Earlier this month, I wrote a Switched On column for Engadget that discussed how Windows 7 Starter Edition’s three-app limit left Microsoft wide open for jibes from Apple and detractors. Today, the company announced that it is lifting the three-app limit. Instead, it will rely on features such as personalization and streaming music support to distinguish the Starter Edition from Windows 7 Home Premium, which will be the default edition for developed economies.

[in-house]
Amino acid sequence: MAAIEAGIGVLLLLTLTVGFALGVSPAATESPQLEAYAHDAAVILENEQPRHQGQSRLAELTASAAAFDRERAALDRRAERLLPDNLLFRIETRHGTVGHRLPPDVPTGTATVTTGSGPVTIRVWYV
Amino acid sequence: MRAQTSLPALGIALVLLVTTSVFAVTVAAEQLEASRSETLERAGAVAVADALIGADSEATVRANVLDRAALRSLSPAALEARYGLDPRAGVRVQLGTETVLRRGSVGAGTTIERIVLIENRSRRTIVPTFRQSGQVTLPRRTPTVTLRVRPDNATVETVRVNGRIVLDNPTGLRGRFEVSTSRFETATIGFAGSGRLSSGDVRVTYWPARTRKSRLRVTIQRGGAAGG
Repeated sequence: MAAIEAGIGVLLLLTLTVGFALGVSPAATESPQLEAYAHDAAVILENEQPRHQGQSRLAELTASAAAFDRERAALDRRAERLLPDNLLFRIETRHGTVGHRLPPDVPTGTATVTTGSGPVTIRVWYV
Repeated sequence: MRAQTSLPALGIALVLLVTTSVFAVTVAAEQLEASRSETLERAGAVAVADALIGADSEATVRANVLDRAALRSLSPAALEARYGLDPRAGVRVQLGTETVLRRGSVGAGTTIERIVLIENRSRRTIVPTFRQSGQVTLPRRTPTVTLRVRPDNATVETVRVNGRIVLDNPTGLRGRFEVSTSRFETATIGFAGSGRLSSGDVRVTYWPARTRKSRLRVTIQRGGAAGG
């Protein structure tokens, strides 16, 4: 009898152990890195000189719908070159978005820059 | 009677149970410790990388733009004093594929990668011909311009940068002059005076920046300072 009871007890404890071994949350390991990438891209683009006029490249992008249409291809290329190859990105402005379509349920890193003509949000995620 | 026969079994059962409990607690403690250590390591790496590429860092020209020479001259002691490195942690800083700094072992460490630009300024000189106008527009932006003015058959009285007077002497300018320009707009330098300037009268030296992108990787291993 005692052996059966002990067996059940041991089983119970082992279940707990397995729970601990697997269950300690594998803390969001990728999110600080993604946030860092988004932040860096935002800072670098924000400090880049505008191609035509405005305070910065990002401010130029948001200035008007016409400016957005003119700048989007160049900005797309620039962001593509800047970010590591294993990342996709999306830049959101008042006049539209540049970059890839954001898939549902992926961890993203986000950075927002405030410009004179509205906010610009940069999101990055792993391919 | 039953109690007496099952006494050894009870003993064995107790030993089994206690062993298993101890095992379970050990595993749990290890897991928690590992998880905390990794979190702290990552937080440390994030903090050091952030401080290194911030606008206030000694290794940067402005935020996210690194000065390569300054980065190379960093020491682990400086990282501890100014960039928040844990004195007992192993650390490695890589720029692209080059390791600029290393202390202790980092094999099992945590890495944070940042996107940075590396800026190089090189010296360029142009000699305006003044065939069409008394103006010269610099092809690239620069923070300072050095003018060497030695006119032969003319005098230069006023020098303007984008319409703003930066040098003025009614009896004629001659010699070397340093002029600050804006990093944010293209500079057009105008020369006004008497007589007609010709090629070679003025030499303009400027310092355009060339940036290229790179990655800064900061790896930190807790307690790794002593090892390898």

Removing the three-app limit, which was arbitrary in this day of Web applications that Google Wave has so aptly demonstrated, will remove potential frustrations that consumers of value-targeted PCs would have experienced while still providing enough of an incentive to induce consumers to upgrade. The losers here are Apple’s commercial writers, who will now have to dig a little harder to find something to ding Windows 7 on, and Linux, which, as I’ve noted, has increasingly had trouble justifying its presence in netbooks. But the potential of other “gaptop” devices such as Qualcomm’s SmartBook initiative, may offer new hope, It’s starting to look, though, that the opportunity is more around the smaller screen size than a lower price point.